The Towers of the Virgin.
The Court of the Patriarchs.


The Virgin River was flowing very fast & full; so much so that The Narrows (pictures later in the post) were closed beyond the paved walkway.
We took the tram to the third stop in and walked the paved trail back to the Visitor’s center along the river.
The views along the way were incredible at times!
Among all the lush greenery were blooming Cacti!

We also did the river walk to The Narrows; which, I mentioned before, were closed beyond the paved walkway. Still a beautiful walk; 2 miles round trip.
Interesting ecosystem; there were even these swamps along the way!
Looking down towards the narrows.
Weeping walls!
Flowering plants growing out of the cracks in the rocks.

This little guy was very vocal; wanted us to feed him or go away I guess!
Rich should remember this picture ; his mom and I took the same one years ago!

Time to turn around!
One of the big draws for thrill seekers (NOT us!) was Angels Landing. It’s a 5 1/2 mile round trip “hike”up 21 switchbacks followed by walking a narrow ridge (with a chain to hold on sometimes!) with huge drop-offs on both sides to reach the top. The name comes from the belief that only angels (and idiots?) could land there!
“The idiots  I mean hikers”

One of our 3 days in Zion, instead of taking the shuttle through the park we took the truck and drove Utah State Route 9 through the Zion-Mount Carmel tunnel. Since there are size restrictions we needed to buy a special pass to take Big Blue through (any vehicle 7’10” wide or 11′ tall ). They stop oncoming traffic so you can go down the middle of the tunnel (for a fee of course)! Remember it was built before large vehicles and motor homes existed!
Here we go through! The tunnel is 1.1 miles long.
Beautiful scenery all along this road!

Don’t get a flat or break down here!
This mountain is called Checkerboard Mesa for obvious reasons.
Amazing; and all done by nature!

Coming back you can see one of the three windows cut into the tunnel wall.
The view from inside the tunnel through that window.
These flowers just growing out of cracks in the rock amazed us!





Final Post from Pahrump and surrounding area

red rock canyon national conservation area near las vegas

It’s pretty obvious why the name Red Rock Canyon!


Some of the spring flowers near the picnic area we were using

One of Jan’s favorite pictures; mine too!

china ranch date farm- another day trip from pahrump

There was this dirt(gravel) road for about 5-10 miles to get here

Nice cactus garden next to the main building that housed the equipment to process the dates.
Their original delivery truck.
We saw this on the way down to the creek; I think it’s either a little humor for the tourists or a play store that was for the kids. Just part of the charm!
It doesn’t look it, but this was actually kind of comfortable!
Blooming Ocotilla!

They even had a palapa where we sat while enjoying their delicious date shakes! We also took home some date bread, yum!!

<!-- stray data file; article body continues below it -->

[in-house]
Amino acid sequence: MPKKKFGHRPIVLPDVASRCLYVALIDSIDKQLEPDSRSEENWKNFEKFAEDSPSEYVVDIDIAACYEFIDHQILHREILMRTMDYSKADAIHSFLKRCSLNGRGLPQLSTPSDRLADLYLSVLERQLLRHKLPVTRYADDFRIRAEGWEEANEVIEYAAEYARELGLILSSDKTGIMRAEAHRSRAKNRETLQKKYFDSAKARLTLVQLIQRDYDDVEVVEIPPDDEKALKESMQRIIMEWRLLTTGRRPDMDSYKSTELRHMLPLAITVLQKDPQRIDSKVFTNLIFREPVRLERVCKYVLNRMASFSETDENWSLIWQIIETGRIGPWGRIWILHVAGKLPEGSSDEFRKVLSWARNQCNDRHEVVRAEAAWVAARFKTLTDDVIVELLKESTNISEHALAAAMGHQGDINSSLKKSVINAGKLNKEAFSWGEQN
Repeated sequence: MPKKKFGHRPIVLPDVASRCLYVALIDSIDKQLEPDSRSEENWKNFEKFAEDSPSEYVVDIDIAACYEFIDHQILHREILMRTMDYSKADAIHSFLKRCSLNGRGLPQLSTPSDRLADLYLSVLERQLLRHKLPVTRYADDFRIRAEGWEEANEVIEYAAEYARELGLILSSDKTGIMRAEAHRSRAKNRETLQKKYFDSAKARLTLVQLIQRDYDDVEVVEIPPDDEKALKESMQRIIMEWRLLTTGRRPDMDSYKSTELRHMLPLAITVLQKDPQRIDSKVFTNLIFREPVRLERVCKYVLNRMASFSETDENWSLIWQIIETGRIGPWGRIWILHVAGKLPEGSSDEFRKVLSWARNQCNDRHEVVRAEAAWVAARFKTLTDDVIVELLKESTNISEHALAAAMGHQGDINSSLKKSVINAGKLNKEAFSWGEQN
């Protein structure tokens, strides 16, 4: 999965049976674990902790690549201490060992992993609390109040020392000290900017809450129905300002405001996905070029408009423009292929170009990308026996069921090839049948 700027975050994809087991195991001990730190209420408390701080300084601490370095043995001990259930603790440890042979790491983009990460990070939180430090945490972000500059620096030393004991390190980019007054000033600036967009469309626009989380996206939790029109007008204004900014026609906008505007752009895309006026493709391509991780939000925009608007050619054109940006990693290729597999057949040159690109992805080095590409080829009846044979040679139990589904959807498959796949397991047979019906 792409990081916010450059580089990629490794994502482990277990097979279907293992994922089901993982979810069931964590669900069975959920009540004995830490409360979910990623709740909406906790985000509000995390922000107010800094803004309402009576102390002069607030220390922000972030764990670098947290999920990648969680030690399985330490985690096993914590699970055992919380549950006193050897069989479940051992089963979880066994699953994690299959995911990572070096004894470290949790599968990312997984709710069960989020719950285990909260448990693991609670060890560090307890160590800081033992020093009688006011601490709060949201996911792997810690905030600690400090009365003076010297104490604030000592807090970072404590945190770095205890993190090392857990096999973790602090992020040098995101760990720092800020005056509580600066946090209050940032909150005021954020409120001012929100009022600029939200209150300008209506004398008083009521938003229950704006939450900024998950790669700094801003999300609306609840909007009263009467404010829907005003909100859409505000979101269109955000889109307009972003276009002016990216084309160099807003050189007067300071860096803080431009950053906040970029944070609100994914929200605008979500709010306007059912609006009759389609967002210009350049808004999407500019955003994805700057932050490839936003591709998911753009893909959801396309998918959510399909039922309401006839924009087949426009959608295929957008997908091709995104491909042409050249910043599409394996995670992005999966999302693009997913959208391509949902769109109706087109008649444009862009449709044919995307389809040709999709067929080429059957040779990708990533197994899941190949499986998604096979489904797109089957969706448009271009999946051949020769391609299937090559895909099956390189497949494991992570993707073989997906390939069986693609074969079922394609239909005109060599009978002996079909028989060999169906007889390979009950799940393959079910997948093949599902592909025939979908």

Jan saw this rock formation on the way out and wanted me to take a picture for some reason. Hmmmm?!?

rhyolite ghost town

One of the buildings left of this old  gold mining community from the early 1900’s; if you Google it it’s a pretty interesting story!

This metal art depicts a miner; I’m not really sure how the Penguin fits in?!?
Another interesting building was this bottle house. Its built using hundreds of bottles. Since it was a mining town I’m sure there was no shortage of empty booze/beer bottles!

But the strangest thing was this still operating “Art” Museum; see for yourself!
This of course, was called “Ghost Rider”!
Ghost Painter?!?
And of course the Holy Ghost at the Last Supper!
Why not? A mosaic tiled cement couch!

the amargosa opera house and hotel

It almost looks abandoned from the outside but is an operating Hotel and Opera House used for artist to perform; not so much opera now. The woman who bought it in 1967 and started the Opera House/Hotel business, Marta Becket, just died this year at the age of 92. She performed there up until she was 87!
The hotel rooms; still operating, more like a 50’s motel I’d say!


A tribute to Marta

When audiences were sparse (which I’m sure was often out in the middle of nowhere!) Marta missed having an audience so she started painting these murals. That’s the king and queen of Spain of the time in this one!
Maybe too much time in the desert?!?

Their “Yard Art”!

we also did do a “tour” of the chicken ranch, but nothing photo worthy! i did buy a tshirt for my good friend tom though!

Goodbye to Pahrump, next stop Zion National Park.



Ash Meadows National Wildlife Refuge

Just outside of Death Valley National Park is this refuge. A very interesting place as you’ll see by this post.
All the roads in the refuge are gravel, very dusty!
the Visitors Center.
Visitors Center greeter!

This little guy was hanging out on the railing overlooking the spring. He’s about an inch long.
Streams like this connect all the different springs. According to the signs we read the water is fairly warm and acidic and has bacteria, so if you’re not used to it, it is not drinkable.

An interesting formation on these nearby mountains!
This boardwalk leads to the Longstreet spring and cabin. The story is Mr. Longstreet apparently killed 5 men, only one of which he was sorry for.

The spring near the cabin.
You can see the sand inn the bottom being stored up by incoming water from the spring source.
This was another spring nearby

One of the spring residents. This is the only place in the world these tiny fish exist. The one here are fresh water veriety while in nearby Devils Hole they are saltwater!

A local resident; a Jackrabbit.
One of the local Mesquite trees.

This is Devil’s Hole. Nothing exciting to see from the surface but if you Google it you’ll come up with some fascinating video of divers exploring the massive underground (and underwater) caves here.
They’re serious about keeping unwanted explorers out. The only personnel allowed are researchers and rangers.
Also in this refuge is this spring fed reservoir. looks strange to see the Carribean looking body of water in the otherwise desolate area.